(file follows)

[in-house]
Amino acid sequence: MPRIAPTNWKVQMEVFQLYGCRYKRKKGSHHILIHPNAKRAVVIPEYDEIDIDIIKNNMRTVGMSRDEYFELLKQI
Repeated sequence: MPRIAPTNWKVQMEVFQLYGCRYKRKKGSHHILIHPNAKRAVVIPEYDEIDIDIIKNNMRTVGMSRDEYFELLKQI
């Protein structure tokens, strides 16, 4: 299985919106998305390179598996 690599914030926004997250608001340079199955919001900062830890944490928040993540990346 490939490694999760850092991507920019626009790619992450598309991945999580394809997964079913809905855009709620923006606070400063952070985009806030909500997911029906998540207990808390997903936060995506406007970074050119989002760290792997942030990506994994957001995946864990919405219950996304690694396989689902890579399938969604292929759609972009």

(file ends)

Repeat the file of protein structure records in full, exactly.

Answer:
[in-house]
Amino acid sequence: MPRIAPTNWKVQMEVFQLYGCRYKRKKGSHHILIHPNAKRAVVIPEYDEIDIDIIKNNMRTVGMSRDEYFELLKQI
Repeated sequence: MPRIAPTNWKVQMEVFQLYGCRYKRKKGSHHILIHPNAKRAVVIPEYDEIDIDIIKNNMRTVGMSRDEYFELLKQI
């Protein structure tokens, strides 16, 4: 299985919106998305390179598996 690599914030926004997250608001340079199955919001900062830890944490928040993540990346 490939490694999760850092991507920019626009790619992450598309991945999580394809997964079913809905855009709620923006606070400063952070985009806030909500997911029906998540207990808390997903936060995506406007970074050119989002760290792997942030990506994994957001995946864990919405219950996304690694396989689902890579399938969604292929759609972009």